The problem with this claim (which is often made) is that it seems to assume (a) there is a one-to-one mapping between individual preferences and government policy, and (b) that all individual preferences over all other individuals in the society are identical. Given different public policies, the fact that Europeans work less than Americans doesn't tell you anything about the preferences of individual Europeans vs. individual Americans.

If you're doing welfare economics you have to aggregate utility of all the population.

A better theoretical criticism of welfare economics I have not heard. Utility functions are neither a primitive nor unique (only unique up to a monotonic transformation, which is fine if you want to talk about individual welfare but definitely NOT fine if you're trying to add them up. Yes, you need to do this to do public finance economics, but it's still not very meaningful.

Ryan yin, people, especially managers, have to make decisions every day based on vague impressions of 'benefit functions' that are not quantified and might be impossible to quantify.

After all, not doing anything is a decision too. In case of welfare functions: if you base economic and fiscal policy purely on GDP or other measurable numbers, you have still made an implicit choice about welfare functions, and not one that is obviously better than the 'meaningless' other alternatives.

Until recently, I would have considered Tyler_Cowen's post obvious and uninteresting. My position used to be that, yes, GDP isn't a perfect measure, but can capture relative economic performance to a decent approximation, so long as you understand its limitations.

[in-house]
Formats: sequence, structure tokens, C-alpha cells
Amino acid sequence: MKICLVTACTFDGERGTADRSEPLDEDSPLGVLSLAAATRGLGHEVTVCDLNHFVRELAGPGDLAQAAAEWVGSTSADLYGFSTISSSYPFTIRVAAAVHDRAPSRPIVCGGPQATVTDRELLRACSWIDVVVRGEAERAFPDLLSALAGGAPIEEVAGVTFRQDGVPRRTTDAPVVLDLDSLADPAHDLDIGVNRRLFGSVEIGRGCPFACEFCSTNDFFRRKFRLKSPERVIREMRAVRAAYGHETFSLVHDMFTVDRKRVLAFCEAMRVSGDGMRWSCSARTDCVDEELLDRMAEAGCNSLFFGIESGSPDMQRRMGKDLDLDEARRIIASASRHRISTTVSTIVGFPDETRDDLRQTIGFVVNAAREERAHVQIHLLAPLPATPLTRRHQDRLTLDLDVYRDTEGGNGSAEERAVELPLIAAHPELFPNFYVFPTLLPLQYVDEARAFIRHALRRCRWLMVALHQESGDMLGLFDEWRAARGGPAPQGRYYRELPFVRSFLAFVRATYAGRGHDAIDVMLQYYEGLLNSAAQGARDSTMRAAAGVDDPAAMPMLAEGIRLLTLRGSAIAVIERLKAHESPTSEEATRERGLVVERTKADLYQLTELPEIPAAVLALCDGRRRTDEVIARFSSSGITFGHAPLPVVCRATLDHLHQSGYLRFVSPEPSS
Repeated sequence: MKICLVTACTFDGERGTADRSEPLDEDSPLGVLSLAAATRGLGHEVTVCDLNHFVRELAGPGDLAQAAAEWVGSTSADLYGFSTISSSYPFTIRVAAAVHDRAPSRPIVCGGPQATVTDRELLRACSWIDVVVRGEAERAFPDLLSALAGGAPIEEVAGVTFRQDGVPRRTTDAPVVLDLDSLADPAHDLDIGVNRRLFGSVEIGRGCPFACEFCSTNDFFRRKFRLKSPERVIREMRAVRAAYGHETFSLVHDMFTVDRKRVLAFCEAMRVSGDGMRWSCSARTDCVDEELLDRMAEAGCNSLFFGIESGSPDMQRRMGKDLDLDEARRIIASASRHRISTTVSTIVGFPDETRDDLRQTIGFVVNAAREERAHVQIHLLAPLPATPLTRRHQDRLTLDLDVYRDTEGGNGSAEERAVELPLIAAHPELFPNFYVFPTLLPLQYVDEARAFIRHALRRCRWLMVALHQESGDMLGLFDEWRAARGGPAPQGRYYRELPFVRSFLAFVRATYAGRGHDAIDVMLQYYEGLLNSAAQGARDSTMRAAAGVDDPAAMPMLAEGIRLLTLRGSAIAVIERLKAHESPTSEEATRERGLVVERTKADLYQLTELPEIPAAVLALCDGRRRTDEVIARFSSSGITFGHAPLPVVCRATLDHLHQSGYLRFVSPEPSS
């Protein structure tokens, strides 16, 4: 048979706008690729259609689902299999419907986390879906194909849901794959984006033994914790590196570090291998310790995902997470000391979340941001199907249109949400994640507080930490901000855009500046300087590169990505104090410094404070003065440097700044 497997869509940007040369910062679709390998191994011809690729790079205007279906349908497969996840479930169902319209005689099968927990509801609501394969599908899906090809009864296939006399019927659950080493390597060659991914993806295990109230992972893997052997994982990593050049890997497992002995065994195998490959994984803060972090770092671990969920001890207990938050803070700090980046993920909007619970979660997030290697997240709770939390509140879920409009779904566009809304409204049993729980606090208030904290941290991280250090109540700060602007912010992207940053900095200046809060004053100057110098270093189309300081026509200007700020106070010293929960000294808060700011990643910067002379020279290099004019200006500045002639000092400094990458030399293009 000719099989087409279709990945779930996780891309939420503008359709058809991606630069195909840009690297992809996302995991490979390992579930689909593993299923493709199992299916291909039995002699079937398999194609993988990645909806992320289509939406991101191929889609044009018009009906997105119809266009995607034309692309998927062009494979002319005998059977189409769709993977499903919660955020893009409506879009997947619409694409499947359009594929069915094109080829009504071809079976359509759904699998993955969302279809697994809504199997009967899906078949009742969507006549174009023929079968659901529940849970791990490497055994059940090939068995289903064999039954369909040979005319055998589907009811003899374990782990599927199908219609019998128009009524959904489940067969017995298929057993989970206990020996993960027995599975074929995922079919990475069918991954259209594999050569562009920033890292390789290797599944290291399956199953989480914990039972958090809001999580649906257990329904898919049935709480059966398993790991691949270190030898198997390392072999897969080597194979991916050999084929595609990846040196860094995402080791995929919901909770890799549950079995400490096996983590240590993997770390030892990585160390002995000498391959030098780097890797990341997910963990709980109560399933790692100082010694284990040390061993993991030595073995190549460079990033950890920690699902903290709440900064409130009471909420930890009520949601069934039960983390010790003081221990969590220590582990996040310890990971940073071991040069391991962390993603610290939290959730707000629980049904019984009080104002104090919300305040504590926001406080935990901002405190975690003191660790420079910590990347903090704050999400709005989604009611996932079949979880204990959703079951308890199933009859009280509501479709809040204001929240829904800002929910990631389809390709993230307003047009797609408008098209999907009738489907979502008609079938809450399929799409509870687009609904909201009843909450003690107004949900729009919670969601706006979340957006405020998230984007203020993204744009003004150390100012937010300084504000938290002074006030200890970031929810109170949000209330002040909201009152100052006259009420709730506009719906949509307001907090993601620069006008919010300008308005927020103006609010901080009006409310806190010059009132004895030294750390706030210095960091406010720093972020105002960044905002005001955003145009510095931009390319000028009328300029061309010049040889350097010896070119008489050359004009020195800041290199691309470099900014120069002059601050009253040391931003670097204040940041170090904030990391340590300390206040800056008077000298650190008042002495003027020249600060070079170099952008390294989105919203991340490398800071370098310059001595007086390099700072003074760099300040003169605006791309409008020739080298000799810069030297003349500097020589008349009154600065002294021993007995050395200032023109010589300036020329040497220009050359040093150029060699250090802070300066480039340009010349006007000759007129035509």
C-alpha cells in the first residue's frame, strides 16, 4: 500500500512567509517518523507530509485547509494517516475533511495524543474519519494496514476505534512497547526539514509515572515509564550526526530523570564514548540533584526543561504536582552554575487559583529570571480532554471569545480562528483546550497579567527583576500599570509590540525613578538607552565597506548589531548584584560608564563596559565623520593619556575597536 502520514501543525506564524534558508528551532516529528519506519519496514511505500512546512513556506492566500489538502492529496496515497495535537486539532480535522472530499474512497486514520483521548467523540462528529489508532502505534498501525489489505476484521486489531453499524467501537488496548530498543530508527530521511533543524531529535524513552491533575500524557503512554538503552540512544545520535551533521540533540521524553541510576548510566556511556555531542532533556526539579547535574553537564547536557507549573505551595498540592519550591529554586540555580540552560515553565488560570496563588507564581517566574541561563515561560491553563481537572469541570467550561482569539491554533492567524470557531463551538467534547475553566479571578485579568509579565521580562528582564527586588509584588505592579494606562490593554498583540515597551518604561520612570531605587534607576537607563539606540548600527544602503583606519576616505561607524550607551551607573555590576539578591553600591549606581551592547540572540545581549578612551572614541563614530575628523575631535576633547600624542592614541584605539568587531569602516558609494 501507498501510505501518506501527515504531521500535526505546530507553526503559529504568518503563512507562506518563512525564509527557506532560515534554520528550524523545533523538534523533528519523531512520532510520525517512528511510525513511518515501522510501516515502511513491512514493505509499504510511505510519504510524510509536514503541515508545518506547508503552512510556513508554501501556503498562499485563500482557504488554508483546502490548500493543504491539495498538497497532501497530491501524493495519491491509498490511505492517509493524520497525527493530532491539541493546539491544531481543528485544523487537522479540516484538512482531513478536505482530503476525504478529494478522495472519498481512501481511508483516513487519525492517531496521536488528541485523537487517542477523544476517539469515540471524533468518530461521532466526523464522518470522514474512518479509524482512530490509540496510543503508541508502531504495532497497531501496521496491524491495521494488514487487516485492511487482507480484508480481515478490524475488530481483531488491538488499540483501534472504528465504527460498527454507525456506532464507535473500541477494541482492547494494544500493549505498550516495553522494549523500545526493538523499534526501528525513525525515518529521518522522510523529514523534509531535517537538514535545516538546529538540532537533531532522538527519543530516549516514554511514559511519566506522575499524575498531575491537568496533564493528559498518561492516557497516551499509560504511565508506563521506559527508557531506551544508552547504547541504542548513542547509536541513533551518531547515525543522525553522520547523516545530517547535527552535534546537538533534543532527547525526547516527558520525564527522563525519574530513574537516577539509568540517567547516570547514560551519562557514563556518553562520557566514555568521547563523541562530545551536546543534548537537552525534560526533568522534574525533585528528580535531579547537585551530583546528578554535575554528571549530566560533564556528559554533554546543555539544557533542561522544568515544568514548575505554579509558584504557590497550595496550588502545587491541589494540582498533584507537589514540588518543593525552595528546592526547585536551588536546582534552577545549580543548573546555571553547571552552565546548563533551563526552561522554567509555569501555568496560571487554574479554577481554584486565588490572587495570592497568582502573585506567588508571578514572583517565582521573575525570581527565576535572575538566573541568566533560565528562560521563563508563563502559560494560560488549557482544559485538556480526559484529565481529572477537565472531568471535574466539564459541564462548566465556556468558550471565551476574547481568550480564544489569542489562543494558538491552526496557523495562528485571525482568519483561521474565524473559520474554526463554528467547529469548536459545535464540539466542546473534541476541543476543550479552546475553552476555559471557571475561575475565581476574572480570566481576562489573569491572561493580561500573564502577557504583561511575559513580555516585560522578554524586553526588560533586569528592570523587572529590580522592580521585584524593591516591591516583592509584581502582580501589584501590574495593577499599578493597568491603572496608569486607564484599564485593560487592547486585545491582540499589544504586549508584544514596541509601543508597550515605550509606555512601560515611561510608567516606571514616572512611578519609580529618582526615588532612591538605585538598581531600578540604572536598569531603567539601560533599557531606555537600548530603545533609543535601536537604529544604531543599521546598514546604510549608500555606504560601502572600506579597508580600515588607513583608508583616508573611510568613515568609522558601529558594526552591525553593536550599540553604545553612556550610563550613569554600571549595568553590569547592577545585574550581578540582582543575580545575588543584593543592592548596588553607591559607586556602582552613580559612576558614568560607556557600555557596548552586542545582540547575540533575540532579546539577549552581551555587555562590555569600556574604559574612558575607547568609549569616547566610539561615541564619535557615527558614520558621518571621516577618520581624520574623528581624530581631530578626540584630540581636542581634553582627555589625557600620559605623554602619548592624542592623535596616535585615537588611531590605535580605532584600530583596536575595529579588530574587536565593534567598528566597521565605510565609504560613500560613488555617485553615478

However, now I see how harmful it is to focus on GDP, and why it should be more of a footnote when talking about economies.

It ultimately measures how many times money changes hands, regardless of whether that purchase was sensible, whether it resulted from a new inefficiency arising, whether it's merely rebuilding damage, etc. So then when economists from the government and their sympathizers consider ways to "improve the economy", they're always thinking in terms of "how can me make this artificial measure go up?" which leads them to do things that have little to do with the *genuine* economic improvements Tyler_Cowen mentioned.

That's why we're in the bizarre position of the government pondering how it can make people act like idiots, seriously believing that "the economy" depends on that, and not bothering to render any judgment about an economy so predicated.

Economists of the world: if people want to produce *and* consume less, that's okay! Really!

Zamfir, it is certainly true that there is a lot of uncertainty in the world and we have to do the best we can with what we have. But the fact that we cannot prove a new policy is bad for welfare (because we can't define welfare) is no argument for the policy. I don't see why we have to be agnostic about state interventions in the economy; the burden of proof obviously has to be on advocates of intervention. Moreover, it's entirely possible to get a lot of mileage on just Pareto and near-Pareto improvements without specifying any particular welfare function. I recently read a optimal gas tax paper that gave rather specific numbers without assuming any sort of grand social welfare.

(As an aside, my criticism is not just epistemological or quantitative. It's not just that social preferences are poorly measured -- it's that they might not really exist. People have preferences. It's not clear why societies would. Call me a misanthrope, but just once, I would like someone to explain this clearly, or do something other than hand-wave at Arrow's Impossibility Theorem and say that we should ignore it because some nice policy would make ever so much more sense if there really was a General Will.)